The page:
In Northern Ghana, inter-tribal conflicts are an ever-present possibility. With long histories behind them, tensions between tribes (or even within tribes) can escalate and lead to violent conflict. When that happens, years of development work are undone in a matter of hours. Residents flee their homes, and abandon their farms and businesses. Young men are killed in warfare, leaving their widows and families grieving and without income.
Conflict prevention and peace building are therefore critical if poverty alleviation is going to work and be sustainable. That is why NEA and GRID incorporate peace building activities into our programs.
NEA (Northern Empowerment Association) is a Ghanaian organization, started by Ghanaians who had experienced extreme poverty themselves. As a result, NEA has a deep understanding of local customs, traditions, and histories that is irreplacable.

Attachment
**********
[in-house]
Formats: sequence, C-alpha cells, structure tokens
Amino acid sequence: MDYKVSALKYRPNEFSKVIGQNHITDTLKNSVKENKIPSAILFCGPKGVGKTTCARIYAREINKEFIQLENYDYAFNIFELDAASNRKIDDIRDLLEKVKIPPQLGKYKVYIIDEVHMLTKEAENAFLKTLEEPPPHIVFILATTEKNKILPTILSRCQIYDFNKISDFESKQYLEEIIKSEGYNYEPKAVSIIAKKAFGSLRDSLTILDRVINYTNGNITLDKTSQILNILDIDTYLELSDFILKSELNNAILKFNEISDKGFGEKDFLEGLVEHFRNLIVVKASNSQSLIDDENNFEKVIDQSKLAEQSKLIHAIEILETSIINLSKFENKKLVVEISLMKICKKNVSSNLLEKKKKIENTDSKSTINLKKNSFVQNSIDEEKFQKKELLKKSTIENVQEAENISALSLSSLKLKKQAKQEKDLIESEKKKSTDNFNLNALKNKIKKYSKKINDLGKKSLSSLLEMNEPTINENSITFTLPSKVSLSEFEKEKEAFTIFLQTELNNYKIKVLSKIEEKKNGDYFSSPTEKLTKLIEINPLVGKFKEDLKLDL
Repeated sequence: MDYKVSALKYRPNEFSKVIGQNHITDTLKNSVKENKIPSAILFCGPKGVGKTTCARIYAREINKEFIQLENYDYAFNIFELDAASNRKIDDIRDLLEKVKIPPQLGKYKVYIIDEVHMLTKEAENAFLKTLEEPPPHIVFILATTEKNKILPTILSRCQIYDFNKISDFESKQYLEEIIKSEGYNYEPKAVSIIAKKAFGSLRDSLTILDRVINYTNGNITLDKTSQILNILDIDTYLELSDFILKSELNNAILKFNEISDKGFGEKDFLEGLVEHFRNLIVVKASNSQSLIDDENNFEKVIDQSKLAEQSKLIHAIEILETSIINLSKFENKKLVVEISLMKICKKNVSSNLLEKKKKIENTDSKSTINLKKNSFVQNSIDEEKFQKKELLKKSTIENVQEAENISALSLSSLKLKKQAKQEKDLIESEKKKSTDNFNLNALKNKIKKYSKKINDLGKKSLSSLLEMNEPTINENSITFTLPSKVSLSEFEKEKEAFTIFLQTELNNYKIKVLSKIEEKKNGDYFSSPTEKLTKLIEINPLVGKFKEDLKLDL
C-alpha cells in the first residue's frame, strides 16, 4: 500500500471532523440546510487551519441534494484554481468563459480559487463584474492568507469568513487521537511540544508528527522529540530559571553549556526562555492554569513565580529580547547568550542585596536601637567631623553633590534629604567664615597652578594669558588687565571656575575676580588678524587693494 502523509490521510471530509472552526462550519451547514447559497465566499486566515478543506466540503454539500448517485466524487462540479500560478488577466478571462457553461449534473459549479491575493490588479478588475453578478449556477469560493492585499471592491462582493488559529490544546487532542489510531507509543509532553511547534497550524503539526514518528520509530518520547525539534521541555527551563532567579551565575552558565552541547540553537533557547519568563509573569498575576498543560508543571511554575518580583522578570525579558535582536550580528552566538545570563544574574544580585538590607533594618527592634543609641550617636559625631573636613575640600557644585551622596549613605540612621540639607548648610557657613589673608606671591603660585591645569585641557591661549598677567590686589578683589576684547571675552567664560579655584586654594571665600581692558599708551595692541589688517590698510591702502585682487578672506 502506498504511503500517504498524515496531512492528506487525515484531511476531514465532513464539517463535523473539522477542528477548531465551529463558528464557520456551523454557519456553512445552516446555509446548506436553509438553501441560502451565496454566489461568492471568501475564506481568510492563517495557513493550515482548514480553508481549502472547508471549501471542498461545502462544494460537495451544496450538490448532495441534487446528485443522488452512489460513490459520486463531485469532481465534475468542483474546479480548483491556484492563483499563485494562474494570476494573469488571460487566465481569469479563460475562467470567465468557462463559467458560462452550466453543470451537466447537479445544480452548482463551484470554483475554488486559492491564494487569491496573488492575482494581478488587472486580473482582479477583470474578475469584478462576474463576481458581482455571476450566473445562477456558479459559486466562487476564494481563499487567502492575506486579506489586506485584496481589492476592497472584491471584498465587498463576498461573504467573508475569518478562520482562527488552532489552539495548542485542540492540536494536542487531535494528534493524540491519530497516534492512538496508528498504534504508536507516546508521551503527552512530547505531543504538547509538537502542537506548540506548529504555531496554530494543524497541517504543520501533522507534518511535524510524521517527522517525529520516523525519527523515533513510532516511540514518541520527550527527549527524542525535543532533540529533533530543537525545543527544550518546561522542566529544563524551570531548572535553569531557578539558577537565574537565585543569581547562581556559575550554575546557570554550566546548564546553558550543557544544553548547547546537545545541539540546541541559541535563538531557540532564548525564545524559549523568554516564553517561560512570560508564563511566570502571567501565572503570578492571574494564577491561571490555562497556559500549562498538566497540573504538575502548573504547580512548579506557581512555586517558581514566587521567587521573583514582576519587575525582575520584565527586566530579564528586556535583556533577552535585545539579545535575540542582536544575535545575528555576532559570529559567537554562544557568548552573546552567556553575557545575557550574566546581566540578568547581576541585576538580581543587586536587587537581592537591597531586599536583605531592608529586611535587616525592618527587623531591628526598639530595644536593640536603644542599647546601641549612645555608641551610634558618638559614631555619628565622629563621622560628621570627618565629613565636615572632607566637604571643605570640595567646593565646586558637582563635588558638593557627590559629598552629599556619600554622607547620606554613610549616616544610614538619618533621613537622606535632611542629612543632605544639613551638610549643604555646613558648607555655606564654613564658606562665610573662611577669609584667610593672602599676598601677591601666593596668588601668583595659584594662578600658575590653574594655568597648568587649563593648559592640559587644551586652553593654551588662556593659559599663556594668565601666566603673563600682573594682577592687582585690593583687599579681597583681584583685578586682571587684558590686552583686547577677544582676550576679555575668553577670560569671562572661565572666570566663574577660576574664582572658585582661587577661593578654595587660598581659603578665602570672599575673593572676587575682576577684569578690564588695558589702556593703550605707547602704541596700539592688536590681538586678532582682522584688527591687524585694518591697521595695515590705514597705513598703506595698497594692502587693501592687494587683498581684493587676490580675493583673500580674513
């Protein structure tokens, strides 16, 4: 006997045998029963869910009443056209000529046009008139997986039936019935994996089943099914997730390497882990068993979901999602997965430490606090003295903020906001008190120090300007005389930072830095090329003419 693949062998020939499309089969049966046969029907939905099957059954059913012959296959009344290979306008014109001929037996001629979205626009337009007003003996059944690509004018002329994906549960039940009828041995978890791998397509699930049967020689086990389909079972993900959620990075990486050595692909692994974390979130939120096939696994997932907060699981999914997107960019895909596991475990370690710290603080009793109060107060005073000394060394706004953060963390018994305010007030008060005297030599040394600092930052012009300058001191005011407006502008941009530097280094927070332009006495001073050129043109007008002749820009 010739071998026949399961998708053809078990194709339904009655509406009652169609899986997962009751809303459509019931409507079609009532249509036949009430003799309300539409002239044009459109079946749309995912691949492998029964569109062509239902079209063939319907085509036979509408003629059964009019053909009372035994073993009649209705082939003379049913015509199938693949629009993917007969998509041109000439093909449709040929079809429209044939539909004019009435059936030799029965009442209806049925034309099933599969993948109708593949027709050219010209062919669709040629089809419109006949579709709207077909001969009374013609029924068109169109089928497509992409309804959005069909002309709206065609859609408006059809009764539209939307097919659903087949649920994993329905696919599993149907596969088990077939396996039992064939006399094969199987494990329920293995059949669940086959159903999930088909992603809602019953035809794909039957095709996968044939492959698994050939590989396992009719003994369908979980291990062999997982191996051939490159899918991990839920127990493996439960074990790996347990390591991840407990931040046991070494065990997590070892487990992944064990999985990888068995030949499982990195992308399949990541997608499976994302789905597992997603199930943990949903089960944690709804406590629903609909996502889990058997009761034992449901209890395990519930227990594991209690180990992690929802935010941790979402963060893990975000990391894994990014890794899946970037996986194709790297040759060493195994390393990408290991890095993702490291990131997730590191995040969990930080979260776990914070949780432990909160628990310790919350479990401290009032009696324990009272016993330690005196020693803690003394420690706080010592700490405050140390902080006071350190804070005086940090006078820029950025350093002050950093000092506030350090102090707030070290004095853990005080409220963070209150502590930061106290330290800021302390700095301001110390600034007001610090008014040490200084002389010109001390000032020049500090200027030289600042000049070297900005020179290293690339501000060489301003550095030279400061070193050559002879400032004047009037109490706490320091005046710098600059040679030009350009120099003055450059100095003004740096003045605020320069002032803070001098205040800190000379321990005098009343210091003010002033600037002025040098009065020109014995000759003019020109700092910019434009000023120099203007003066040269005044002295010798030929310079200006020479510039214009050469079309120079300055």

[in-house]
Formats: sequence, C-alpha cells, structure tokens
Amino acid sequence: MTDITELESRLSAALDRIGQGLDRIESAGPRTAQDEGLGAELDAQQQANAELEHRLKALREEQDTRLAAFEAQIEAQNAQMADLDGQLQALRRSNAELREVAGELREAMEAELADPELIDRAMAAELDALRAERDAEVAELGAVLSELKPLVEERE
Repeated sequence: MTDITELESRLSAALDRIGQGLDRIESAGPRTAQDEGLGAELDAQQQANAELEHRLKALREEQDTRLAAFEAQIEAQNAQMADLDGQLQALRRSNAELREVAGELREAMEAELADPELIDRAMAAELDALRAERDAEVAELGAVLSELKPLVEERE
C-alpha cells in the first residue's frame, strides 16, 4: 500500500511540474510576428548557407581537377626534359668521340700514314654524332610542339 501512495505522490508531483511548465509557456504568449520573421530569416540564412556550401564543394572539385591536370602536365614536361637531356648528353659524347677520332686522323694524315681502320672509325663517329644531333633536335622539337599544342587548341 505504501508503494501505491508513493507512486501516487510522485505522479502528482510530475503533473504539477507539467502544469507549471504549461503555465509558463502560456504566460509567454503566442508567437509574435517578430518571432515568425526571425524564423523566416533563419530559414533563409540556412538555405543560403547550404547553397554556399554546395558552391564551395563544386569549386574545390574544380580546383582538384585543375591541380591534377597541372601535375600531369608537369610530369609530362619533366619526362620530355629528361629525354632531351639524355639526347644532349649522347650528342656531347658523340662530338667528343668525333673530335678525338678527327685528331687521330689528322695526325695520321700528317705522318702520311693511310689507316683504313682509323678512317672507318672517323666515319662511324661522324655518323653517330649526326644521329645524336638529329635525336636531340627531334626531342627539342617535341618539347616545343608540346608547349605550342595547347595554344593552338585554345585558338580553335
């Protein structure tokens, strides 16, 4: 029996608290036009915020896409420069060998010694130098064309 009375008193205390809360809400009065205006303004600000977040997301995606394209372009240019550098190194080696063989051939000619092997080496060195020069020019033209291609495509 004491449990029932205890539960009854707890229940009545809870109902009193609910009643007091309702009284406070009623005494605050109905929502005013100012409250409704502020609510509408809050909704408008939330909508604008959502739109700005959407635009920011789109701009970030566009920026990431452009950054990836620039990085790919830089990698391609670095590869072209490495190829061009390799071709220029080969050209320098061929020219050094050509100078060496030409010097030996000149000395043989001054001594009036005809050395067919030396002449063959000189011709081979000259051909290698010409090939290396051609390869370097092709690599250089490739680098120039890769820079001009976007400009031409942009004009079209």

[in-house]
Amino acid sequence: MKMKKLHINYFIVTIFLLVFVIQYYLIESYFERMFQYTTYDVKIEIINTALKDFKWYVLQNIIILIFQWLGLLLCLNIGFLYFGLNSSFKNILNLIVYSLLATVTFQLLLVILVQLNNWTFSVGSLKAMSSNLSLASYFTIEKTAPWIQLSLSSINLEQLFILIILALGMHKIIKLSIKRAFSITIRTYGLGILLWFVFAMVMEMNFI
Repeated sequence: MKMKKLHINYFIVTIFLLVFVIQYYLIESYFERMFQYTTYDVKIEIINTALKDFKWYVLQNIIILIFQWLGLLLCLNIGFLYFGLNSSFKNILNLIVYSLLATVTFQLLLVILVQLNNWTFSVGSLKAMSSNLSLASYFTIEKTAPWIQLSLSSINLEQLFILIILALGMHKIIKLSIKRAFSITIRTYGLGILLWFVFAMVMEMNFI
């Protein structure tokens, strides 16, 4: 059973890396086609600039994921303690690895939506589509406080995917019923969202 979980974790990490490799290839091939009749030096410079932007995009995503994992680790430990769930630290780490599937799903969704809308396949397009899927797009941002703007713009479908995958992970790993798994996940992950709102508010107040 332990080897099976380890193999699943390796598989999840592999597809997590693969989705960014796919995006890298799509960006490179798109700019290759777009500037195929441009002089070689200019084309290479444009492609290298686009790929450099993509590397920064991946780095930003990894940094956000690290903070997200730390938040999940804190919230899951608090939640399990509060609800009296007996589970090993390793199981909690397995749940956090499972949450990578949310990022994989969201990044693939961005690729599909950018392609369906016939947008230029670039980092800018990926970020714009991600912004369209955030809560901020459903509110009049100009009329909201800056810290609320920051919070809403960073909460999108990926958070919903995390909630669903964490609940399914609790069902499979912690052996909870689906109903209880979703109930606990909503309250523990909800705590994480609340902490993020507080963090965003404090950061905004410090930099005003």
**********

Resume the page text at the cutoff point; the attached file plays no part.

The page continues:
This local knowledge is vital for all of NEA’s programming, but it is particularly crucial for peace building.
NEA works within local systems of power to prevent conflict and to negotiate peaceful conflict resolution. In the Deg area, NEA has convened regular meetings with chiefs to discuss priority needs, provide education about development topics, and to identify solutions to areas of potential tension among them. These meetings have been taking place since 1996, and the group has grown in both the number of chiefs involved and in their commitment to working together for the betterment of their communities.
Our Director, Dr. David Mensah, has earned a reputation as a skilled mediator for conflicts. He has been called upon to assist in a number of conflict situations, including the very difficult 1994/95 conflicts in the eastern corridor of the Northern Region. More recently, Dr. Mensah has been selected to act as a senior chief in the Deg area. In this capacity, he has been able to deepen many of NEA’s peace building efforts.